“A horse! A horse!” (I’ll bet you know the rest Richard Armitage…)

The spring semester is in full swing and after a brief hiatus, I’m back in Rome again…HBO’s Rome, that is.  I suppose it’s not surprising that I’m veering toward things Roman.  Res Romani Equites as it happens.

The equestrian statue…namely, a general or other prominent person ahorse, can be found in many ancient cultures, but it became a characteristically Roman thing.  The Romans, in all of their militaristic showmanship, really loved the commemorative life sized equestrian statue…a pedestrian strolling through the ancient Roman forum would have passed any number of them.

This pair depicting the proconsul Marcus Nonius Balbus, was found in prominent position in the forum of the seaside resort of Herculaneum which was buried by the eruption of Mt. Vesuvius in 79AD.  The cities of Vesuvius yielded a number of well preserved examples of one the Roman’s favorite forms of public display…but all in marble.  Marble statues are nice, but the cream of the crop equestrian statues in Rome, depicting victorious generals and conquering emperors, would certainly have been cast in beautiful gleaming bronze.

The problem with bronze is that nobody following the Romans chose pagan equestrian statues over Christian cannon balls and bullets.  In fact, later inhabitants of previously Roman territories were so diligent in melting these statues down, that only a single one remains…

Marcus Aurelius Ahorse Capitoline Museum - Rome

Marcus Aurelius Ahorse
Capitoline Museum – Rome

Most scholars agree that this bronze escaped the melting pot because it was originally mis-attributed as a sculpture of the 4th century emperor Constantine who was the first Roman emperor to convert to Christianity.   It really is a beautiful example of Roman bronzework and of the interest they had in displaying imperial power.  The bits of the horse’s face that are free of patina give a hint at how stunning pieces like this would have looked when gleaming in the Roman sunlight.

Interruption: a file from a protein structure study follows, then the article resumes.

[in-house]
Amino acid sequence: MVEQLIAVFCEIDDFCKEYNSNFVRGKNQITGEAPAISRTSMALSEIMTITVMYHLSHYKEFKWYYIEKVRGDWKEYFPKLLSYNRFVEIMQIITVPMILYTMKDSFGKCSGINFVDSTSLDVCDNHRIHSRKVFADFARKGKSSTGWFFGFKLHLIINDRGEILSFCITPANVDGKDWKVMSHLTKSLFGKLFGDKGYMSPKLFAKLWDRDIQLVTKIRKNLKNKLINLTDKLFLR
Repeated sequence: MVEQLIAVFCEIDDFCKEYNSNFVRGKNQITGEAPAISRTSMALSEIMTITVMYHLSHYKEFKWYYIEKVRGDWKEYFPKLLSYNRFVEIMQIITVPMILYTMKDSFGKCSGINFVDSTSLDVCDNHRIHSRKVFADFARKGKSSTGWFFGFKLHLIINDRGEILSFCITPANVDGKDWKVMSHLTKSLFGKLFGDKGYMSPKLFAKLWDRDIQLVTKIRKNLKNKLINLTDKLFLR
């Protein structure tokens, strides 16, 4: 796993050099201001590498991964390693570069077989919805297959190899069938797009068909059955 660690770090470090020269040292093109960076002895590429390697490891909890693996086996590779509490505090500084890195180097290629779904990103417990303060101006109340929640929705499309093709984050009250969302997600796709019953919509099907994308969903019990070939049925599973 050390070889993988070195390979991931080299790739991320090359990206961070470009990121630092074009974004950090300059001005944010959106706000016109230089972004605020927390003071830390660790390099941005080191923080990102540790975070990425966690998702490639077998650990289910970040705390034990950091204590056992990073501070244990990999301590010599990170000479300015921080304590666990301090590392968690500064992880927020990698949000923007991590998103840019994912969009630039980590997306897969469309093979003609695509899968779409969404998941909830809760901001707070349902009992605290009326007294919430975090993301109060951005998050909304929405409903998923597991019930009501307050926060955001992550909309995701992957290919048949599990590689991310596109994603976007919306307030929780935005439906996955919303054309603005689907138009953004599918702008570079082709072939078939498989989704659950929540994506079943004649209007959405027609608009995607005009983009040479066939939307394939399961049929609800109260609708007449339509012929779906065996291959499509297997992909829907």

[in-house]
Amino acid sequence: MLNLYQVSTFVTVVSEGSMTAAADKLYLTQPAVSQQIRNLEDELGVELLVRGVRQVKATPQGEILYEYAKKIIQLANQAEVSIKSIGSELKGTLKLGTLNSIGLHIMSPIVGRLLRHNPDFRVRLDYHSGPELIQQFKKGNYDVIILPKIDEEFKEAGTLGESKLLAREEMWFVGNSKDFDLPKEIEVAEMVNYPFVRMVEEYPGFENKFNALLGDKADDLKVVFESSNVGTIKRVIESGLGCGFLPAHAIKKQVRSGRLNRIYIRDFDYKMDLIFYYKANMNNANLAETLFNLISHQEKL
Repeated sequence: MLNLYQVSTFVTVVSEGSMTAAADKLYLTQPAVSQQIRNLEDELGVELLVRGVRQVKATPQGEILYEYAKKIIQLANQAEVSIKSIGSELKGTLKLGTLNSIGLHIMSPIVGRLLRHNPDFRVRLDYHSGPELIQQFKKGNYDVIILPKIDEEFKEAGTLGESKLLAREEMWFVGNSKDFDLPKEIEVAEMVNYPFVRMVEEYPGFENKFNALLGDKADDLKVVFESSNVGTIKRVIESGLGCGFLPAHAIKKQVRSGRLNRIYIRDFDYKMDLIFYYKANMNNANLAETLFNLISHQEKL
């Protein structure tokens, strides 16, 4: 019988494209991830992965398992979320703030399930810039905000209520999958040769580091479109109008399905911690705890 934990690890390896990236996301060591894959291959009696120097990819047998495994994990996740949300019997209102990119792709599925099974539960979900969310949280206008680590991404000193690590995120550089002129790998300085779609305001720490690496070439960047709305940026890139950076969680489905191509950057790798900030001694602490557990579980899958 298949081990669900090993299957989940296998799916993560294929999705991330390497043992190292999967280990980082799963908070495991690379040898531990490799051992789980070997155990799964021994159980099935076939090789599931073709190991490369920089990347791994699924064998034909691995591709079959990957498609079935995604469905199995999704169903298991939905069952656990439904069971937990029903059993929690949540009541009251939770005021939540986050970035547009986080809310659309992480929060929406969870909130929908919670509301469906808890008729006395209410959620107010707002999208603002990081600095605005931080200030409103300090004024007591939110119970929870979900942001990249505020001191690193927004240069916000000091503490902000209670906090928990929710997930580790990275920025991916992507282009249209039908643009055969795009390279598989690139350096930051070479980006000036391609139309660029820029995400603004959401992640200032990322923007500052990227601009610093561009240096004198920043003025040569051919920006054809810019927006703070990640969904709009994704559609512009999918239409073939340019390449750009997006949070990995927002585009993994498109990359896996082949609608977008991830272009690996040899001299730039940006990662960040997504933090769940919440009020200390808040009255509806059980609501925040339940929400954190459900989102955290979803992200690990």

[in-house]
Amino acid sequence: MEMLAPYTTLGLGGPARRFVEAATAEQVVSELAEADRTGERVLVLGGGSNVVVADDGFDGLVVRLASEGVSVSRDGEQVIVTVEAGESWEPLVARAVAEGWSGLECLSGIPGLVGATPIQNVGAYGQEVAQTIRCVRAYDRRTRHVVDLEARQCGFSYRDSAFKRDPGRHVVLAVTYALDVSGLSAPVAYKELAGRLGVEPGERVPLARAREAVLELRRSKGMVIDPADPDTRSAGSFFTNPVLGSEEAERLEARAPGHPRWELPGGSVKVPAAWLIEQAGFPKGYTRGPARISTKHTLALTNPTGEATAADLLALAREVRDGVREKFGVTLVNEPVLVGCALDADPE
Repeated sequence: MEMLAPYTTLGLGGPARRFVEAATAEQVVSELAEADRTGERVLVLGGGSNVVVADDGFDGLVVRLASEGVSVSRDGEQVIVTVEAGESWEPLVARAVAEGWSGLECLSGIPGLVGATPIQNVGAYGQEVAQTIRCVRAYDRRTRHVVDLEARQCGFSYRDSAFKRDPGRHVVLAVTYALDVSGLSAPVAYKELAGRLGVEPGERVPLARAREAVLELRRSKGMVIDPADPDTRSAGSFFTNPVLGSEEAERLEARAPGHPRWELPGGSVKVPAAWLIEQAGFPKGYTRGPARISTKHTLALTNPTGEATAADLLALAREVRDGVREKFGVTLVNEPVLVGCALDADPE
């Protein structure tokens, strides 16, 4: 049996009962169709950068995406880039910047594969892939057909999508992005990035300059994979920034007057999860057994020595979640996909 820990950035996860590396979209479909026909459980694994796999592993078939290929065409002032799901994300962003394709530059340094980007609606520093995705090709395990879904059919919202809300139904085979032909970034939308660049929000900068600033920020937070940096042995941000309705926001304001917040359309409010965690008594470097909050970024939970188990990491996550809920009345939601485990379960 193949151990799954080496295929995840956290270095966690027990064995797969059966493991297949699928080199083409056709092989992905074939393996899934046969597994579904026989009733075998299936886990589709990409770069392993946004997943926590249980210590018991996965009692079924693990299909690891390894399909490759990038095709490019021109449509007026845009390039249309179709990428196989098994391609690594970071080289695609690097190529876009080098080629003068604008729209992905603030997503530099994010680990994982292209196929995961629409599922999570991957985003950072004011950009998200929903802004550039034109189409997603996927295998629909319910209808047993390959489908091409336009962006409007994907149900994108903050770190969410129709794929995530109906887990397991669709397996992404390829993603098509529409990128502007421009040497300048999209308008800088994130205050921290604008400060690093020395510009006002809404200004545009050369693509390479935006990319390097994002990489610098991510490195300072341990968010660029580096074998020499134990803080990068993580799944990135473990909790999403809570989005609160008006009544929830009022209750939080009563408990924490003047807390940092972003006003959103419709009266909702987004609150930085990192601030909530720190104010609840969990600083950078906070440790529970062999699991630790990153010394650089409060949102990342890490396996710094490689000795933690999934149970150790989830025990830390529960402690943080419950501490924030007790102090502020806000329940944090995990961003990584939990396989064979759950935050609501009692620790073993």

Given Richard Armitage’s well established affinity to a number of res Romani, it stands to reason that he could give a credible showing in this beloved Roman genre, and sure enough,

gisborne equestrian 1

he nails the overall equestrian stance here as Guy of Gisborne in Robin Hood S2 Ep10, and a close up reveals that he’s got the imperial gravitas under control as well.


Fast forward a few years and here he is again…as a king this time…once again owning the equestrian look:


I would be remiss if I didn’t point out that he’s cheating a bit since he’s using stirrups where the Roman equestrians are clearly without them. (Much more challenging to keep one’s seat and control ones mount without stirrups – they are not thought to have arrived in Europe until the Middle Ages).  

Speaking of the Middle Ages, I’m anticipating an impressive addition to the equestrian corpus once Raymond de Merville arrives on the scene.


Methinks I spy a stirrup off the left gauntlet…

Saddle Up Armitageworld!

Virtutes Romanae tabulae colligendae sunt…they really must!

Work, work, work... Source

Work, work, work…

This image jumped right into my head when I recognized that I seem to be in a mood to collate, calculate, consolidate and other c-ate verbs!  I might as well let the spirit move me to do a little record keeping around here.  After all, records must be kept!

Quite a while ago, I started a recurring series of posts on the Virtutes Romanae (Roman Virtues) and today, not for the first time, I noticed that I have to keep going back to look what virtutes I’ve already covered.  For my own sanity, I decided to collate the list here.  This will also come in handy for anyone who’s recently joined the party…since I never bothered to Categorize anything along the way, they are all linked here – live and learn.
















My brief accounting shows that I’m only about half way through the list of Roman Virtues…and now I remember why.  Seems I have exhausted the most straight forward and relatively easy to illustrate qualities from the list.  Several of the remaining are a bit more esoteric, and a bit more difficult to connect to the often diffident Richard Armitage with any certainty.   Sounds like a challenge to me!

Few can resist the double dog dare!

Few can resist the enticement of the double dog dare!

Well, I’ve never been one to walk way from a dare, so I shall apply myself in a renewed effort to make virtutes connections.  I’m guessing that with a good number of new projects debuting in coming months, Richard Armitage will provide me with some excellent compaRAnda!